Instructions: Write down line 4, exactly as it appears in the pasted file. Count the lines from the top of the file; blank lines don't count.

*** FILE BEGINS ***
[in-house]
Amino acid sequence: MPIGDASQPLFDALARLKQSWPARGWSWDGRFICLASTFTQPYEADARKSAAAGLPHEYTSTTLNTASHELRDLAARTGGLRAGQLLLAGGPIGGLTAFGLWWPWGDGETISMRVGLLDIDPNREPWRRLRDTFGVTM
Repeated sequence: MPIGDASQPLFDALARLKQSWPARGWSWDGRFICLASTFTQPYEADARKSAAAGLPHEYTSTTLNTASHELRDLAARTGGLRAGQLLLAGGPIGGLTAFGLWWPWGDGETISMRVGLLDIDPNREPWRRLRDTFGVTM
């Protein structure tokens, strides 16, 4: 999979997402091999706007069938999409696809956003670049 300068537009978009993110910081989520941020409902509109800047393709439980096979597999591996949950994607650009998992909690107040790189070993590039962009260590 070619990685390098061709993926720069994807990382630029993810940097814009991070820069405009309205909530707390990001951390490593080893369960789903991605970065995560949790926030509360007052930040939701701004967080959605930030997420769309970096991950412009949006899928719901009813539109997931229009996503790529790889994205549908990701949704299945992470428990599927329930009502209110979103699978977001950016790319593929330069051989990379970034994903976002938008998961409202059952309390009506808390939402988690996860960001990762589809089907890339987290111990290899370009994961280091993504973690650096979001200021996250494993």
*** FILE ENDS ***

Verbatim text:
């Protein structure tokens, strides 16, 4: 999979997402091999706007069938999409696809956003670049 300068537009978009993110910081989520941020409902509109800047393709439980096979597999591996949950994607650009998992909690107040790189070993590039962009260590 070619990685390098061709993926720069994807990382630029993810940097814009991070820069405009309205909530707390990001951390490593080893369960789903991605970065995560949790926030509360007052930040939701701004967080959605930030997420769309970096991950412009949006899928719901009813539109997931229009996503790529790889994205549908990701949704299945992470428990599927329930009502209110979103699978977001950016790319593929330069051989990379970034994903976002938008998961409202059952309390009506808390939402988690996860960001990762589809089907890339987290111990290899370009994961280091993504973690650096979001200021996250494993």